Luke Foley assault allegations NSW Labor Party
Former NSW Labor leader Luke Foley. Image: Joel Carrett/AAP.

Crikey readers used every inch of available comment space to churn through last week’s stories. The debate surrounding the allegations against (now former) NSW Labor leader Luke Foley, and his subsequent resignation and defamation threats (dissected in separate stories by Bernard Keane and Michael Bradley), inspired particularly dogged debate. Elsewhere, readers gave some insight into the government’s plan to reintroduce Australian broadcasting to Asia-Pacific.

On Foley and the state of NSW Labor

Brian Crooks writes: It seems the state Libs are as dumb as their federal counterparts. By getting rid of Foley they open the gate for a better leader more popular and at the same time are seen to be destroying a decent young journo’s name and career.

Dog’s Breakfast writes: Thankfully this won’t come to pass. Labor will pressure Foley to desist, Labor women most forcefully I’d imagine, and the fact that another journalist [has claimed to witness the alleged incident] leaves Foley in a barbed wire canoe in that well known creek.

Old greybearded one writes: The current Liberals are now in my view every bit as corrupt as NSW Labor. Look at the completely inexplicable panning decisions, look at the stadiums, look at the Powerhouse. Look how the council amalgamations benefited developers with administrators waving stuff through while the seats were empty. With a decent leader Labor would win.

On the push for Aus broadcasting in Asia-Pacific

The Rabid Hamster writes: So, they cut the ABC service and now in order to “match” China they will be funding some shonky private sector mob to broadcast endless repeats of home and away and funeral insurance ads. The Chinese have no chance now and the poor old Pacific wont know what’s hit them! Has this government done even one sensible thing since Abbott screamed his way into office?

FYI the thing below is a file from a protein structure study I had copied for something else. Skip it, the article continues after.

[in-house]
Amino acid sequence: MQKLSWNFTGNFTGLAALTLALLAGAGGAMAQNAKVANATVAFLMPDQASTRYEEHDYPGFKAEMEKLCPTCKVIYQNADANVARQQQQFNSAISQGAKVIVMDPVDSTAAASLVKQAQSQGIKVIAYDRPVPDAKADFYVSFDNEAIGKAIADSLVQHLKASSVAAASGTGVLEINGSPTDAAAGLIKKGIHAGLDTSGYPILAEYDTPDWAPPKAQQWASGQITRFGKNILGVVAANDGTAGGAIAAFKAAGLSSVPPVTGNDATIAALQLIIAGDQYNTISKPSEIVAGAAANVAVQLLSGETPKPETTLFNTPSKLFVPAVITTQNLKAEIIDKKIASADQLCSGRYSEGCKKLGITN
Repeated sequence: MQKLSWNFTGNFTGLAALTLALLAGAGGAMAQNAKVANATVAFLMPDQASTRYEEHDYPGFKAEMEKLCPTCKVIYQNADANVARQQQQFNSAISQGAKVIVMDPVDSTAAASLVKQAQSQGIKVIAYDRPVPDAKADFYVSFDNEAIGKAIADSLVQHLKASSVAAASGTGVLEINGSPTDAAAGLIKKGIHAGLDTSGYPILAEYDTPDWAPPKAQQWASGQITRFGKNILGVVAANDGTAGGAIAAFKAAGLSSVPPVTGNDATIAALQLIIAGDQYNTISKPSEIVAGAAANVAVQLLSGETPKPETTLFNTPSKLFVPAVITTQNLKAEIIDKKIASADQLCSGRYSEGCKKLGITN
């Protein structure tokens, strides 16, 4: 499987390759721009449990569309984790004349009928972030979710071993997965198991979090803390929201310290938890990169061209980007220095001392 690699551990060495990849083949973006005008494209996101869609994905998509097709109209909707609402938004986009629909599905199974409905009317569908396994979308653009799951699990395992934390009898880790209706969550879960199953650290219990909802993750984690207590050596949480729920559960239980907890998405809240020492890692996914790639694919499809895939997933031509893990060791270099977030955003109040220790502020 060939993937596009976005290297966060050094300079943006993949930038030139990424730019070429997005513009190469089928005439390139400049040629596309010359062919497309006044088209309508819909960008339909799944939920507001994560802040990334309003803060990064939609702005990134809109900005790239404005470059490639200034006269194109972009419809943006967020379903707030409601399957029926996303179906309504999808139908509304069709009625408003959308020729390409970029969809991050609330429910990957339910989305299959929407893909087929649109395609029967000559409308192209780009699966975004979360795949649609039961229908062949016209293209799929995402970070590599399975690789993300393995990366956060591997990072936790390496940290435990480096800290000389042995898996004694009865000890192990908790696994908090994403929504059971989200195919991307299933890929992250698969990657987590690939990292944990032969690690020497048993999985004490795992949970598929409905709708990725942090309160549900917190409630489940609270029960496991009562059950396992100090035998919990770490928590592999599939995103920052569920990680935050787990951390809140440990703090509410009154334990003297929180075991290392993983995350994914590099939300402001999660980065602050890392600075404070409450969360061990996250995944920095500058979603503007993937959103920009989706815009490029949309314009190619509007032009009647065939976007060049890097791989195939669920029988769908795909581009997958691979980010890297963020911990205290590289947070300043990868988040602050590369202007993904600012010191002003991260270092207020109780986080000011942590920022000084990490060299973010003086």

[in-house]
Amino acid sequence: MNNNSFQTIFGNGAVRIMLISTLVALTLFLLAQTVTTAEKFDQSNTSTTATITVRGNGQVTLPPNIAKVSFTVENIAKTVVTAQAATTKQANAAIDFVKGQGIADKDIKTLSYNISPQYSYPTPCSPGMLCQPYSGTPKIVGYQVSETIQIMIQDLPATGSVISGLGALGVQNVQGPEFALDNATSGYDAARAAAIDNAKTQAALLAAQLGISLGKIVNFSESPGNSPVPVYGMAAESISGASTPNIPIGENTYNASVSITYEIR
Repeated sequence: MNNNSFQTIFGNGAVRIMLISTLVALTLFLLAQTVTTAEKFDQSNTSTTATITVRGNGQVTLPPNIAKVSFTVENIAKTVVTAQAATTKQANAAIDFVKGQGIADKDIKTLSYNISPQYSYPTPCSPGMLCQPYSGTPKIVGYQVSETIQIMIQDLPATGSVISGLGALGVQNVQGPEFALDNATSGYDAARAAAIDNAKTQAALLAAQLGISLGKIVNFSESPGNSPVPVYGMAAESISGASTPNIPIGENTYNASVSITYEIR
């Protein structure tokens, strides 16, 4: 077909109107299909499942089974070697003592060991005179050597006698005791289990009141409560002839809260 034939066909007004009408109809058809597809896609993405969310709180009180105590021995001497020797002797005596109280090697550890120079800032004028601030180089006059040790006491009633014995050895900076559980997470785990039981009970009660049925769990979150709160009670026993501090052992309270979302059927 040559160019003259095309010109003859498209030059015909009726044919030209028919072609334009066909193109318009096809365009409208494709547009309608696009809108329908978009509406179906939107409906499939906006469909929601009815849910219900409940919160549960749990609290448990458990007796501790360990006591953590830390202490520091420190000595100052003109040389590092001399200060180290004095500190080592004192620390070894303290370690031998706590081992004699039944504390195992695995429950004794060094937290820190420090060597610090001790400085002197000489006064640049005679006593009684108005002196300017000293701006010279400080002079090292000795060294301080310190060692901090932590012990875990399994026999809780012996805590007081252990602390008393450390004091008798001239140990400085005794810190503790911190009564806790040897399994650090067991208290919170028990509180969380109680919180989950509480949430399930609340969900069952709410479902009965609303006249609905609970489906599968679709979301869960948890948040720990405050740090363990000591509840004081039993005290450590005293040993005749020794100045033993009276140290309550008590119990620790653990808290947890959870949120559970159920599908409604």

DF writes: When I was working in Vientiane in Laos, Radio Australia was beamed in on FM96, clear as a bell. In a Communist country, it was a welcome relief for the locals from the Govt propaganda. In addition, people used to tune in to the learning English shows. When people praise Julie Bishop as a good Foreign Minister, I can only think their perspective is from someone who has never lived outside Australia.

When I worked in Fiji, and stayed overnight in remote villages, I was woken every morning by the sounds of Radio Australia’s news broadcasts coming floating across the village from the radios in people’s homes.

When Abbott cut Radio Australia and Australia Network TV, he did more damage to Australia than he will ever be capable of understanding. The worst and most destructive of our national interest PM we have ever seen.

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